Monday, October 7, 2013

Moving, zombies and the unfortunate raspberry sorbet incident

            Zombies invaded Portland last October. I witnessed it--and survived.

I'll tell you a little secret: Zombies scare me spitless.

Are you with me on this? Or are you one of those people who is not creeped out by zombies?

You know that supposedly hilarious British zombie movie, "Shaun of the Dead?" To most people, it's a classic zombie comedy. To me, "zombie comedy" is an oxymoron. When the zombie action got too intense, I ran around breathing heavily. I screamed. Multiple times. Zombies are seriously scary.

Moving is scary too. And it's hard, hard labor. I ought to know. I'm the maven of moving. The diva of downsizing. The cheerleader for change. I get Frequent Mover Miles from U-Haul.

Recently my landlord raised my rent, pricing me out of the rental he refused to maintain or upgrade. So I moved rather than live through another stifling summer in that sauna. Thankfully, I had the help of many friends, my daughter, and this time--professional movers--to accomplish the move on a sweltering summer day.

The day after moving day, cleanup day, was even hotter. With my security deposit at stake, my dear friend, Holly, and I spent hours scrubbing in that hot-as-Hades duplex. As a treat, I'd bought a pint of raspberry sorbet to eat when we finished. I'd scrubbed the fridge and stuck the sorbet in the freezer. The unplugged freezer. And forgot about it.

I was wearing my Moving Pants, light khaki cargo pants with big pockets, and plenty of them. Moving Pants are essential on both moving day and cleanup day for keeping track of all the last-minute stuff I ran across: the key to the new apartment. The hardware to assemble my bed. The missing knob from a dresser. By the end of the day, the pockets of my Moving Pants were stuffed with essential odds and ends I'd need at the new place.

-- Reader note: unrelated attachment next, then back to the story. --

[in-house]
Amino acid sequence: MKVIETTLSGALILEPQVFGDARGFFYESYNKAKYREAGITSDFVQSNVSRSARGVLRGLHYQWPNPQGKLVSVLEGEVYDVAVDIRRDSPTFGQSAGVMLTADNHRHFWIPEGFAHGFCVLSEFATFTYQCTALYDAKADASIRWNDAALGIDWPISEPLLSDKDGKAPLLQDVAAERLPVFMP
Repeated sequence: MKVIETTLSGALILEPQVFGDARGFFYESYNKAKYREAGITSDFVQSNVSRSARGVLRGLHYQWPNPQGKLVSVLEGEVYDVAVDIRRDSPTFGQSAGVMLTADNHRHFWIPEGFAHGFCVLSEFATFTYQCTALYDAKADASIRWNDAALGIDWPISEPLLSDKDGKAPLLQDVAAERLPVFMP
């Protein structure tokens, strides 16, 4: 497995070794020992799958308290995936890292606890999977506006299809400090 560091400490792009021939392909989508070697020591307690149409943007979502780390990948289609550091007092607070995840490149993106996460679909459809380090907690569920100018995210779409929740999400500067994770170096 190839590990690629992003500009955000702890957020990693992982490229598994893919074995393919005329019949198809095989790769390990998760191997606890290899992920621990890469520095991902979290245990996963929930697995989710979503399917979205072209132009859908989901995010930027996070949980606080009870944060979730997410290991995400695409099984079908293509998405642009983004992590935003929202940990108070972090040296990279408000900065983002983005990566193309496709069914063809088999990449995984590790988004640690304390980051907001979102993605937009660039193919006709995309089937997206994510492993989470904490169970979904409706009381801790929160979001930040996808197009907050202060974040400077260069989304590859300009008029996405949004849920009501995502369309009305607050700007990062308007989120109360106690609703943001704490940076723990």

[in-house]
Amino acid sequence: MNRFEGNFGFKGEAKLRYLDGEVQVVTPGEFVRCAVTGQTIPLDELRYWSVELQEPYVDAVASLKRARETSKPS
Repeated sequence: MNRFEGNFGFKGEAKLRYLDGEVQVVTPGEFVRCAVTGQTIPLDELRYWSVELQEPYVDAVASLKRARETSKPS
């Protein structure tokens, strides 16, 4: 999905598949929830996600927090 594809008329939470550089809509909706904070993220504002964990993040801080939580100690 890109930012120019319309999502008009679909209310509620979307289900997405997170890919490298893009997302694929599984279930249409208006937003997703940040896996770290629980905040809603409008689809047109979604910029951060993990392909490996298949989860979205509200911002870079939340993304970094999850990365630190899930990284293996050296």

With much shoving and prodding, I crammed into my Subaru the last load: vacuum cleaner, broom, mop, bucket and household stuff, a strawberry pot and yard stuff that was left. It didn't all fit. Dear Holly took a load in her van. I'd pick it up later. 

Then I remembered my raspberry sorbet. I retrieved it from the unplugged freezer. It was liquid sorbet. I didn't have a garbage bag and the garbage to the dump already had been picked up. I'd have to take it with me. Holding the melted sorbet in one hand, I gingerly climbed into the packed car and looked for a secure place for it. I set it down next to me, atop a stack of stuff. Dumb, I know.

I started the car, rounded the first corner, and SPLAT! The sorbet container tipped, and melted sorbet cascaded onto my khaki pants, spreading a dark red stain, much like blood.

Arriving at my new place, Wisteria Cottage, in a very nice suburban neighborhood, I got out of the car. My tan Moving Pants were soaked in what appeared to be blood. I must have been a sight for the well-heeled neighbors, who undoubtedly were watching from behind their curtains, aghast that an unkempt murderess was moving into the neighborhood.

A few nights later, I was eating dinner with my daughter and her boyfriend, who live next door to the cottage. I was just beginning to know the tempo of life at Wisteria Cottage, which had no bathroom. I had to brave the elements, even in the dark of night, to use the facilities next door in my daughter's house.

"Do you like zombie movies?" Casey asked me, popping a movie into the DVD player.

"Not really," I said. "Zombies are scary."

"No, this is 'Zombieland,' a funny zombie movie," he said.

"Uh-huh. Right."

It started. I tensed up. I flinched. And it was only the opening credits. I bravely watched seven minutes of the movie until I could take no more and excused myself from the scary zombie comedy, and walked briskly to Wisteria Cottage.

That night, when nature called, I willed myself NOT to think about zombies. Zombies in the dark yard, just waiting for a middle-aged maven of moving on a midnight pilgrimage to the bathroom to wander unsuspecting into bloodthirsty zombies.I ran to the bathroom that night. If any zombies were lurking about the yard, they couldn't catch me.

But I made a vow that moonless night: No more zombie movies for me.

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